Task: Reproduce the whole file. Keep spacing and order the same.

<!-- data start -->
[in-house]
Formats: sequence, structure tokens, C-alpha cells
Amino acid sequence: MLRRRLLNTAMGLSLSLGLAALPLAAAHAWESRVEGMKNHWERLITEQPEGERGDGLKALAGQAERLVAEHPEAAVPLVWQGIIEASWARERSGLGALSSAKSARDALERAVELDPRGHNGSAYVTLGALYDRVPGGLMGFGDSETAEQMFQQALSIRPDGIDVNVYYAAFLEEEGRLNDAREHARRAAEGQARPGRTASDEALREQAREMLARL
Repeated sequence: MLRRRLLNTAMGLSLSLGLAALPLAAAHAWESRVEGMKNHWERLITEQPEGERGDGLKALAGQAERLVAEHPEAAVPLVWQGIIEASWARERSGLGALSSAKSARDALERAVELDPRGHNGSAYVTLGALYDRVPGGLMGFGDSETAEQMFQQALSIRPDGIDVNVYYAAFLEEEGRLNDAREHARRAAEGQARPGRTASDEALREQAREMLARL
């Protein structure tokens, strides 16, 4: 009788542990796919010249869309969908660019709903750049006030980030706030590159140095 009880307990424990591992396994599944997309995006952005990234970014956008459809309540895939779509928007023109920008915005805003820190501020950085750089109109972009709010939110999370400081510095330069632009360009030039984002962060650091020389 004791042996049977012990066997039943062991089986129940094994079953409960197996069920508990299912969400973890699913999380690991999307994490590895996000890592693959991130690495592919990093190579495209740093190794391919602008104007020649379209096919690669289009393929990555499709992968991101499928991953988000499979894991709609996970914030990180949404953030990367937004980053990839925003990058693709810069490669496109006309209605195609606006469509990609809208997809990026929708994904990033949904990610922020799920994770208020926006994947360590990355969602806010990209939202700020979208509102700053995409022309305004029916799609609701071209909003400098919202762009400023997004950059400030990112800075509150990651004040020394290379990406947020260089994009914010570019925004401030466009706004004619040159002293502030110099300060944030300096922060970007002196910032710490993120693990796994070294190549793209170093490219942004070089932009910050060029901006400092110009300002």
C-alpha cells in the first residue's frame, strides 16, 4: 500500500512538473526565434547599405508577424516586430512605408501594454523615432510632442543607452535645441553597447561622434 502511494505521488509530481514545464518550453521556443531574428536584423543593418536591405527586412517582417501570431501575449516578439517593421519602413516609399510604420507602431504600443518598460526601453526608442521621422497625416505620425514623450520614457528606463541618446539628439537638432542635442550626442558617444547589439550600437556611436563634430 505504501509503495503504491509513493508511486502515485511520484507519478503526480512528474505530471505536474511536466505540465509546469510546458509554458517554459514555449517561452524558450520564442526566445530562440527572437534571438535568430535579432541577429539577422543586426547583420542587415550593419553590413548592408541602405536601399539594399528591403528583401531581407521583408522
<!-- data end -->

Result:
[in-house]
Formats: sequence, structure tokens, C-alpha cells
Amino acid sequence: MLRRRLLNTAMGLSLSLGLAALPLAAAHAWESRVEGMKNHWERLITEQPEGERGDGLKALAGQAERLVAEHPEAAVPLVWQGIIEASWARERSGLGALSSAKSARDALERAVELDPRGHNGSAYVTLGALYDRVPGGLMGFGDSETAEQMFQQALSIRPDGIDVNVYYAAFLEEEGRLNDAREHARRAAEGQARPGRTASDEALREQAREMLARL
Repeated sequence: MLRRRLLNTAMGLSLSLGLAALPLAAAHAWESRVEGMKNHWERLITEQPEGERGDGLKALAGQAERLVAEHPEAAVPLVWQGIIEASWARERSGLGALSSAKSARDALERAVELDPRGHNGSAYVTLGALYDRVPGGLMGFGDSETAEQMFQQALSIRPDGIDVNVYYAAFLEEEGRLNDAREHARRAAEGQARPGRTASDEALREQAREMLARL
């Protein structure tokens, strides 16, 4: 009788542990796919010249869309969908660019709903750049006030980030706030590159140095 009880307990424990591992396994599944997309995006952005990234970014956008459809309540895939779509928007023109920008915005805003820190501020950085750089109109972009709010939110999370400081510095330069632009360009030039984002962060650091020389 004791042996049977012990066997039943062991089986129940094994079953409960197996069920508990299912969400973890699913999380690991999307994490590895996000890592693959991130690495592919990093190579495209740093190794391919602008104007020649379209096919690669289009393929990555499709992968991101499928991953988000499979894991709609996970914030990180949404953030990367937004980053990839925003990058693709810069490669496109006309209605195609606006469509990609809208997809990026929708994904990033949904990610922020799920994770208020926006994947360590990355969602806010990209939202700020979208509102700053995409022309305004029916799609609701071209909003400098919202762009400023997004950059400030990112800075509150990651004040020394290379990406947020260089994009914010570019925004401030466009706004004619040159002293502030110099300060944030300096922060970007002196910032710490993120693990796994070294190549793209170093490219942004070089932009910050060029901006400092110009300002």
C-alpha cells in the first residue's frame, strides 16, 4: 500500500512538473526565434547599405508577424516586430512605408501594454523615432510632442543607452535645441553597447561622434 502511494505521488509530481514545464518550453521556443531574428536584423543593418536591405527586412517582417501570431501575449516578439517593421519602413516609399510604420507602431504600443518598460526601453526608442521621422497625416505620425514623450520614457528606463541618446539628439537638432542635442550626442558617444547589439550600437556611436563634430 505504501509503495503504491509513493508511486502515485511520484507519478503526480512528474505530471505536474511536466505540465509546469510546458509554458517554459514555449517561452524558450520564442526566445530562440527572437534571438535568430535579432541577429539577422543586426547583420542587415550593419553590413548592408541602405536601399539594399528591403528583401531581407521583408522